Court and City Council start dealing with the case of non-European street performers
Created: September 9, 2005.
On October 4th, 2005, the city council of Amsterdam will look into a proposal of
Amsterdam Anders / de Groenen. This proposal will make it possible for non-European
performers to perform again on the streets of Amsterdam.
That same day, court will deal with the appeal case of the Canadian clown, who
applied for a street performing license and got it refused.
Read the latest news
(updated March 31, 2010).
The proposal of Amsterdam Anders / de Groenen
The (legal) problem with licenses for non-European performers is the awkward combination
of the Amsterdam by-law (APV) and the socalled Vreemdelingenwet (literally: Stranger-law),
a national law. The Amsterdam by-law states that a street perfomer needs a license. The
Vreemdelingenwet states that the authorities are not allowed to issue any license to a
'stranger', a non-European without a residency permit.
While the council of Amsterdam says they have no choice, and must refuse a license to any
non-EU performer, it was their choice to write the Amsterdam by-law as it is now. So the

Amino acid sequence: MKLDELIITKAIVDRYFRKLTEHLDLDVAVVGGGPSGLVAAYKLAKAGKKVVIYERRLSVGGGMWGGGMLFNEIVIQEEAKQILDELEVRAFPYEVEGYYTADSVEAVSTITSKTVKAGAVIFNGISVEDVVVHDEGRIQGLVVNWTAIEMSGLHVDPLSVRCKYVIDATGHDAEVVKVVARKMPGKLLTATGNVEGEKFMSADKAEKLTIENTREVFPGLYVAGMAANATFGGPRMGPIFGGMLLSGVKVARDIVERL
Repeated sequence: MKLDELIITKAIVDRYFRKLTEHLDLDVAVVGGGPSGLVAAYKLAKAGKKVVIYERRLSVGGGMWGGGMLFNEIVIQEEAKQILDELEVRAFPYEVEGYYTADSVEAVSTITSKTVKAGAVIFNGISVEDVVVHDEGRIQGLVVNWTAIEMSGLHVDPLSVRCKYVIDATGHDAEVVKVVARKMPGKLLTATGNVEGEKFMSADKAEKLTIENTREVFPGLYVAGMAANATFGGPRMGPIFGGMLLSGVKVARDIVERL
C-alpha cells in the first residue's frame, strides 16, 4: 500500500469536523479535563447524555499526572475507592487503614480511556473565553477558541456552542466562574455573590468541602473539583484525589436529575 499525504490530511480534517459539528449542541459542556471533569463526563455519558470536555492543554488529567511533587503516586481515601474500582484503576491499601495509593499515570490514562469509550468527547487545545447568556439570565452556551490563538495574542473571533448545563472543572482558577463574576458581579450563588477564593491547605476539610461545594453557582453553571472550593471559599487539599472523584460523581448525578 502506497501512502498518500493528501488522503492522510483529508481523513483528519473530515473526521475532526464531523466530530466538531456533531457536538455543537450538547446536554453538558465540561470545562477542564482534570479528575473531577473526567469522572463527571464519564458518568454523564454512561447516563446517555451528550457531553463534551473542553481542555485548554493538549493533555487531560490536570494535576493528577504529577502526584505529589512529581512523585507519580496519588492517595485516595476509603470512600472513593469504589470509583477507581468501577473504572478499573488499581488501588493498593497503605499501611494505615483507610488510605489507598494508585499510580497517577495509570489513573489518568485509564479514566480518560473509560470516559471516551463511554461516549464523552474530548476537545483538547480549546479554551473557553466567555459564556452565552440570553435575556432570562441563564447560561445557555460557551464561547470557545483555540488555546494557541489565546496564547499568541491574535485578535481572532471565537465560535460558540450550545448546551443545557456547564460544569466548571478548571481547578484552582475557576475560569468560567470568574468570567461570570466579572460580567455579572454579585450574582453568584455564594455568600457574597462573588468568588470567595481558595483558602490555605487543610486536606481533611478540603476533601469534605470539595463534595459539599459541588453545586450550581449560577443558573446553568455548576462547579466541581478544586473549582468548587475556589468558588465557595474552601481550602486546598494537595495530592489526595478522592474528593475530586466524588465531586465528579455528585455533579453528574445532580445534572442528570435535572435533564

solution seems obvious: change the Amsterdam by-law, so no longer a license is needed and
the city council does not need to refuse it anymore. Then anybody can perform, regardless
their nationality or residency status.
Amsterdam Anders / de Groenen is a political party with seating in the city council of
Amsterdam. They made a proposal to change the Amsterdam by-law, so a street performing
license is not mandatory anymore. Their proposal is well-motivated and has legal and
Read the proposal (Dutch).
The proposal will be dealt with in an internal (non-public) committee on October 4th,
Earlier this season, a Canadian clown applied for a street performing permit. The license
got refused. We think this is violating the constitutional freedom of expression. While
going through an administrational appeal, this case will also go to court, a socalled
'Voorlopige Voorziening' (literally: Temporary Provision). Court will look into the case
and state whether the license refusal is legal or not.
The case is due at the Rechtbank of Amsterdam at the Parnassusweg 220, Amsterdam on October
4th, 2005 at 09:00 AM. The case is public. Ask at the reception counter of tower F in which
room the case is held (case 05/3858 GEMWT, Verzoek om Voorlopige Voorziening, D. Warr).